221.  There  appear to have been no efforts  to  establish  the
   identity  and rank of the senior officer at the "Kavkaz-1" military
   roadblock  who  ordered  the  refugees  to  return  to  Grozny  and
   allegedly  promised them safety on the route, and to  question  him
   or other servicemen from that roadblock.
       222.  Finally, and probably most importantly, no  efforts  were
   made  to  collect information about the declaration  of  the  "safe
   passage" for civilians for 29 October 1999, or to identify  someone
   among  the  military or civil authorities who would be  responsible
   for  the  safety of the exit. Nothing has been done to clarify  the
   total  absence of coordination between the public announcements  of
   a   "safe  exit"  for  civilians  and  the  apparent  lack  of  any
   considerations  to  this  effect by the military  in  planning  and
   executing their mission.
       223.  In the light of these omissions alone it is difficult  to
   imagine how the investigation could be described as efficient.
       224.  There are other elements of the investigation  that  call
   for  comment.  The investigation did not take sufficient  steps  to
   identify other victims and possible witnesses of the attack.  While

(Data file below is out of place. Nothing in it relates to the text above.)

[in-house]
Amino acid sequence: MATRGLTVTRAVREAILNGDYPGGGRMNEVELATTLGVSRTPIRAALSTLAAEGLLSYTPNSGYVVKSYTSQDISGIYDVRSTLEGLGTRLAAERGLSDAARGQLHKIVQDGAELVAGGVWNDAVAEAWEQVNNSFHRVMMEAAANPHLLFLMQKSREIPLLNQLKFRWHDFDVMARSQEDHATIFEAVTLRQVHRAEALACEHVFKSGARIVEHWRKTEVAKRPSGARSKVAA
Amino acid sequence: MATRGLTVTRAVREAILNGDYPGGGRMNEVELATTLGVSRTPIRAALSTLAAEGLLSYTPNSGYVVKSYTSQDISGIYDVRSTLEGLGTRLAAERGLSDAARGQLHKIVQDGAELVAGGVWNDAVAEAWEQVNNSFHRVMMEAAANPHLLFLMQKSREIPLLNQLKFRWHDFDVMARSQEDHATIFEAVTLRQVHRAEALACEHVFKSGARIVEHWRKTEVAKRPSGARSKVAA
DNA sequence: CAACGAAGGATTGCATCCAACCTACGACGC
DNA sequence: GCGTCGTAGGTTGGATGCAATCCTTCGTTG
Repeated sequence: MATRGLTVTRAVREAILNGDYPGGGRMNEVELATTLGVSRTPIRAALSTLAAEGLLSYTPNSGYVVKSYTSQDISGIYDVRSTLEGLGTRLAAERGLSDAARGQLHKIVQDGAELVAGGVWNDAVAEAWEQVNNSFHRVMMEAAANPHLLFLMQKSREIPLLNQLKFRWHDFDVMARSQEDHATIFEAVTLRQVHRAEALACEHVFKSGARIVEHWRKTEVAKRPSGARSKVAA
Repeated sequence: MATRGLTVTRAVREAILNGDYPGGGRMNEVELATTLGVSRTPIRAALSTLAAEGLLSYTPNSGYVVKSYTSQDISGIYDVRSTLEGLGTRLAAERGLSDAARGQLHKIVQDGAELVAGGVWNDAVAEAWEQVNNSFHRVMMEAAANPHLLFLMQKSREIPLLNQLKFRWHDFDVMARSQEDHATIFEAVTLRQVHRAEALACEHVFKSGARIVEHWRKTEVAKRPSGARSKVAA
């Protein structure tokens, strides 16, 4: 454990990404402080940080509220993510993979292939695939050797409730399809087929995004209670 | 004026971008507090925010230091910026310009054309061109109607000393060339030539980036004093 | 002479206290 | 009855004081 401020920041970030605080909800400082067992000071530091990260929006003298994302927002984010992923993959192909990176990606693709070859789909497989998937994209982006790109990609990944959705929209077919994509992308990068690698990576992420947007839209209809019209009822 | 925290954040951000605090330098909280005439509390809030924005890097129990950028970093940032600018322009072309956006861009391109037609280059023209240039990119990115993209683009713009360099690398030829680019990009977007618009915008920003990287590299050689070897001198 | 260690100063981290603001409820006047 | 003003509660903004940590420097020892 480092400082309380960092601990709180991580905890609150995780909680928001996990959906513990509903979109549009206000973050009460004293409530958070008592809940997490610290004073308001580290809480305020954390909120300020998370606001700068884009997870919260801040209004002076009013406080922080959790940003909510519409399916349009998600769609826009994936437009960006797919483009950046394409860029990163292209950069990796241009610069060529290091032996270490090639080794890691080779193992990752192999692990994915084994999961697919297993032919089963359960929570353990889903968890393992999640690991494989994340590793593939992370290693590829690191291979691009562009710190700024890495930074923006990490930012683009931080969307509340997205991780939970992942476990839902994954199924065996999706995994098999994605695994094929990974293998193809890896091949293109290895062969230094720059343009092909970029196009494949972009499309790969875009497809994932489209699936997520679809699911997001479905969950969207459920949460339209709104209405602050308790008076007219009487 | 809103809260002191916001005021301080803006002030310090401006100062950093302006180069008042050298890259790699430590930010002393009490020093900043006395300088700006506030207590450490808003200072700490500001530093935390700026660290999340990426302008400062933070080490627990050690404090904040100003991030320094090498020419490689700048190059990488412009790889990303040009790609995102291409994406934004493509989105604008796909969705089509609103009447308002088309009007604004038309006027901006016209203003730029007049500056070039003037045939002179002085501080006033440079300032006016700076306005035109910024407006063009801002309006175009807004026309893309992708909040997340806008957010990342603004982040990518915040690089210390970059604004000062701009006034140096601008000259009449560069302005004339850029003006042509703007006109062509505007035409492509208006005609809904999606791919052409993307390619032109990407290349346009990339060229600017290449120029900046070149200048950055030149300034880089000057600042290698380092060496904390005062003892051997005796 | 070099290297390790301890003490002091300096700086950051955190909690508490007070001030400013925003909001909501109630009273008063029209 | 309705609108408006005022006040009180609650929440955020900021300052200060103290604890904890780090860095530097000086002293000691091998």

some  attempts were made to locate the first and second applicants,
   it  does not appear that such attempts were made in respect of  the
   third  applicant, at least until March 2003. Also, at  least  until
   March  2003,  the  applicants were not contacted  directly  by  the
   investigation,  no  testimonies were collected  from  them  and  no
   victim  status was awarded to them in accordance with the  domestic
   legislation.   As   to   the  Government's   assertion   that   the
   investigation was undermined by the applicants' failure to  present
   themselves  to  the authorities or to leave an address,  the  Court
   notes  that  it is true that some attempts were made to locate  the
   first  and  second  applicants  with  a  view  to  obtaining  their
   statements with regard to their allegations. However, it should  be
   borne  in  mind  that the applicants fled Grozny in an  attempt  to
   escape  wide-scale  attacks  on the city.  They  had  no  permanent
   address  to  submit to the authorities since they were moving  from
   one  place to another in order to find a shelter for themselves and
   their families. Their feelings of vulnerability and insecurity  are
   also  of  some relevance in this connection (see, mutatis mutandis,
   Mentes  and Others v. Turkey, judgment of 28 November 1997, Reports
   1997-VIII,  p.  2707, з 59). Accordingly, the Court considers  that
   the  personal circumstances of the applicants and the omissions and
   the  defects  in the domestic investigation outweigh their  failure